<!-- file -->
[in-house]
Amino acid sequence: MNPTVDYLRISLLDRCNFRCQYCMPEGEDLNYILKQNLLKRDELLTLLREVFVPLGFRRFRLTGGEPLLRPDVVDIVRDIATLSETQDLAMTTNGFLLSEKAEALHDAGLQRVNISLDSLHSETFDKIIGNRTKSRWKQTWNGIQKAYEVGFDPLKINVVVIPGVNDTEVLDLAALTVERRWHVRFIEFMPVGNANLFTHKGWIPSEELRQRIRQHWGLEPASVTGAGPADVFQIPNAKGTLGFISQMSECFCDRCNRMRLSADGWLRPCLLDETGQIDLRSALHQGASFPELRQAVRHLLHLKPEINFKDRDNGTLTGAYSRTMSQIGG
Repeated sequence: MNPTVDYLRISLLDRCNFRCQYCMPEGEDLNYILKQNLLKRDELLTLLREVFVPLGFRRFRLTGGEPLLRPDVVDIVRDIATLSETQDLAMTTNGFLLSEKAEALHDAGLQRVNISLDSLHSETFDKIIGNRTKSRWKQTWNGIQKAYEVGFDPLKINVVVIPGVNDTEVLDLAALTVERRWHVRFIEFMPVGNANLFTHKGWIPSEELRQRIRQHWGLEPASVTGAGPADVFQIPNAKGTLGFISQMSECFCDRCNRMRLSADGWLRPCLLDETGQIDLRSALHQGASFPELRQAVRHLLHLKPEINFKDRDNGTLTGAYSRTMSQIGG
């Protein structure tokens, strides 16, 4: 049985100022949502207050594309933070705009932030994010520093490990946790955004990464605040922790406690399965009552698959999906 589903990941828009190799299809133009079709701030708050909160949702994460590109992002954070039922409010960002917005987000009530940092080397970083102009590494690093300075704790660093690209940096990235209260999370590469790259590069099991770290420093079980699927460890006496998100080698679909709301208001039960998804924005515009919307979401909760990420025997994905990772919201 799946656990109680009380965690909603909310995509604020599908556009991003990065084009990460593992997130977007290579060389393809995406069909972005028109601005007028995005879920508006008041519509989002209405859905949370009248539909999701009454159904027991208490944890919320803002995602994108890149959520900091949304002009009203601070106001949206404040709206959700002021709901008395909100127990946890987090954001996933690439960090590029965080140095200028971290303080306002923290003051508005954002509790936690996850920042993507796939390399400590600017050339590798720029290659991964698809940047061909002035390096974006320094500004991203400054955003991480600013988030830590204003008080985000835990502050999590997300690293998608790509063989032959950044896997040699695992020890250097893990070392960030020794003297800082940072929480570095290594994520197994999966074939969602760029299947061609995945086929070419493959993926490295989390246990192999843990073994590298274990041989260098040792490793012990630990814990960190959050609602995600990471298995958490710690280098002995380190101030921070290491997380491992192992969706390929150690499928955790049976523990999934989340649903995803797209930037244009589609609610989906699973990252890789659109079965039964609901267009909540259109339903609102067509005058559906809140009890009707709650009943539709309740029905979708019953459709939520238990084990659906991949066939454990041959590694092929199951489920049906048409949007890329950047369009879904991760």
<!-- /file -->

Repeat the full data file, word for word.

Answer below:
[in-house]
Amino acid sequence: MNPTVDYLRISLLDRCNFRCQYCMPEGEDLNYILKQNLLKRDELLTLLREVFVPLGFRRFRLTGGEPLLRPDVVDIVRDIATLSETQDLAMTTNGFLLSEKAEALHDAGLQRVNISLDSLHSETFDKIIGNRTKSRWKQTWNGIQKAYEVGFDPLKINVVVIPGVNDTEVLDLAALTVERRWHVRFIEFMPVGNANLFTHKGWIPSEELRQRIRQHWGLEPASVTGAGPADVFQIPNAKGTLGFISQMSECFCDRCNRMRLSADGWLRPCLLDETGQIDLRSALHQGASFPELRQAVRHLLHLKPEINFKDRDNGTLTGAYSRTMSQIGG
Repeated sequence: MNPTVDYLRISLLDRCNFRCQYCMPEGEDLNYILKQNLLKRDELLTLLREVFVPLGFRRFRLTGGEPLLRPDVVDIVRDIATLSETQDLAMTTNGFLLSEKAEALHDAGLQRVNISLDSLHSETFDKIIGNRTKSRWKQTWNGIQKAYEVGFDPLKINVVVIPGVNDTEVLDLAALTVERRWHVRFIEFMPVGNANLFTHKGWIPSEELRQRIRQHWGLEPASVTGAGPADVFQIPNAKGTLGFISQMSECFCDRCNRMRLSADGWLRPCLLDETGQIDLRSALHQGASFPELRQAVRHLLHLKPEINFKDRDNGTLTGAYSRTMSQIGG
């Protein structure tokens, strides 16, 4: 049985100022949502207050594309933070705009932030994010520093490990946790955004990464605040922790406690399965009552698959999906 589903990941828009190799299809133009079709701030708050909160949702994460590109992002954070039922409010960002917005987000009530940092080397970083102009590494690093300075704790660093690209940096990235209260999370590469790259590069099991770290420093079980699927460890006496998100080698679909709301208001039960998804924005515009919307979401909760990420025997994905990772919201 799946656990109680009380965690909603909310995509604020599908556009991003990065084009990460593992997130977007290579060389393809995406069909972005028109601005007028995005879920508006008041519509989002209405859905949370009248539909999701009454159904027991208490944890919320803002995602994108890149959520900091949304002009009203601070106001949206404040709206959700002021709901008395909100127990946890987090954001996933690439960090590029965080140095200028971290303080306002923290003051508005954002509790936690996850920042993507796939390399400590600017050339590798720029290659991964698809940047061909002035390096974006320094500004991203400054955003991480600013988030830590204003008080985000835990502050999590997300690293998608790509063989032959950044896997040699695992020890250097893990070392960030020794003297800082940072929480570095290594994520197994999966074939969602760029299947061609995945086929070419493959993926490295989390246990192999843990073994590298274990041989260098040792490793012990630990814990960190959050609602995600990471298995958490710690280098002995380190101030921070290491997380491992192992969706390929150690499928955790049976523990999934989340649903995803797209930037244009589609609610989906699973990252890789659109079965039964609901267009909540259109339903609102067509005058559906809140009890009707709650009943539709309740029905979708019953459709939520238990084990659906991949066939454990041959590694092929199951489920049906048409949007890329950047369009879904991760």